New Yorkers learn more about China's scenery, culture

Source: Xinhua| 2019-12-11 04:12:04|Editor: Mu Xuequan
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NEW YORK, Dec. 10 (Xinhua) -- China Tourism Night 2019, a travel trade show held by the Chinese government, wowed New Yorkers Monday evening through the presentation of China's beautiful scenic sites and fascinating culture.

Organized by China's Ministry of Culture and Tourism, the show held in Roosevelt Hotel in New York attracted some 220 participants from China and the United States, including government officials, tourism workers, travel writers and vloggers and China lovers.

New York Governor Andrew M. Cuomo, in his congratulatory letter to the event, expressed his appreciation for initiatives that promote mutually beneficial relations between China and his state and nation through increased cultural experiences, opportunities for travel and tourism, and exchange of educational resources.

Grace Meng, a Chinese American congresswomen from New York, commended in her message the China National Tourist Office (CNTO) of New York for helping to generate commerce for the China tourism economy as well as promoting China's culture by bridging together the peoples of two countries.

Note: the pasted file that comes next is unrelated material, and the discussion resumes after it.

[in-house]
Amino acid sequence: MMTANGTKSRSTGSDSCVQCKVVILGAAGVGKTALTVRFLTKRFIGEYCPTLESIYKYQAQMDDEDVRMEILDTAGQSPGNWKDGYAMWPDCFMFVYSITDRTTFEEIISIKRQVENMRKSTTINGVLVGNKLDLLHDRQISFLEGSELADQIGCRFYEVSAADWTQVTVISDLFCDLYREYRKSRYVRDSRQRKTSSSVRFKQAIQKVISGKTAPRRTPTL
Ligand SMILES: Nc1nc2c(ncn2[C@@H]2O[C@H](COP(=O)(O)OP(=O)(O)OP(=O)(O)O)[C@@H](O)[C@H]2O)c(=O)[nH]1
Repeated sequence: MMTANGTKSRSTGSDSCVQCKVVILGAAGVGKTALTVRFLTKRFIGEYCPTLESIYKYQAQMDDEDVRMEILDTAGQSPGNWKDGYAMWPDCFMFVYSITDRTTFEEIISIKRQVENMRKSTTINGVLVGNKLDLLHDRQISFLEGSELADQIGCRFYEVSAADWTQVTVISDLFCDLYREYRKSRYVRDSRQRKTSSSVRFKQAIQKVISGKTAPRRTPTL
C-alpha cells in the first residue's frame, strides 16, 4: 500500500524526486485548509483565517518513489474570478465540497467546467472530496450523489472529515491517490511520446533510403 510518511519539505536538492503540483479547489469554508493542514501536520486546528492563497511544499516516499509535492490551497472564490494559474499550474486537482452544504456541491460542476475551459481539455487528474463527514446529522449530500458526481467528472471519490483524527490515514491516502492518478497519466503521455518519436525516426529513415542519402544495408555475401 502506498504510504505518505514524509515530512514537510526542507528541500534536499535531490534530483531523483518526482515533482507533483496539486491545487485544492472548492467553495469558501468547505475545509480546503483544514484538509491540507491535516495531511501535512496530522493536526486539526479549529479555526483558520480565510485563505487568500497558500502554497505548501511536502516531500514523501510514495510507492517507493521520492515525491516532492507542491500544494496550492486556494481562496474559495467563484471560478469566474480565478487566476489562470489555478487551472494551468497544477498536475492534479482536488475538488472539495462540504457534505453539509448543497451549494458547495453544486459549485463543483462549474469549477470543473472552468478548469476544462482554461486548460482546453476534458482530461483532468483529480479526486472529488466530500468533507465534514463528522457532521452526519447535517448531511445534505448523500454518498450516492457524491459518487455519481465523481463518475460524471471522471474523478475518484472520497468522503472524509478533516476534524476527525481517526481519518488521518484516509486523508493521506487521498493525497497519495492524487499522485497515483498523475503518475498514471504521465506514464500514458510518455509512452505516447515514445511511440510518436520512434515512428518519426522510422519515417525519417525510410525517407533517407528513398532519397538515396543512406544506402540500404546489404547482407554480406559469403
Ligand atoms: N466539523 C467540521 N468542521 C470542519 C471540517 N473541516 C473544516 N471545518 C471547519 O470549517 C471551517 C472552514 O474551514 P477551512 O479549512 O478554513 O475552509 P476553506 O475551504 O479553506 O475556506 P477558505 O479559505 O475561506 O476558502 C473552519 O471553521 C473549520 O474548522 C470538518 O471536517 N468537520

Themed Beautiful China - Splendid Culture, the travel trade show presented a mini-film -- Unimaginable China, which featured many tourist destinations across the vast country.

It also invited Max Horne, a Harvard student and U.S. champion of the Chinese Bridge competition, to share his knowledge about China's food, cultures and people's way of living.

Director of the CNTO of New York Lin Kuang conferred an award of China tourism ambassador on American singer Christine Welch, whose Chinese song A Million Possibilities went viral on the Internet in China.

The PhD student in Chinese literature wrote the song in collaboration with her friend. The song has become a hit background music piece for videos on TikTok, a Chinese social media featuring short videos.

American TV hostess Samantha Brown, notable for her travel shows, presented a mini-film she made together with the CNTO of New York on Xi'an, a northwestern Chinese city, also an ancient capital more than 1,000 years ago, with diverse cultural features.

Between introductions and presentations, traditional Chinese performances, including body contortion and face-changing Sichuan opera, dazzled the audience and brought them in contact with the intangible cultural heritage of China.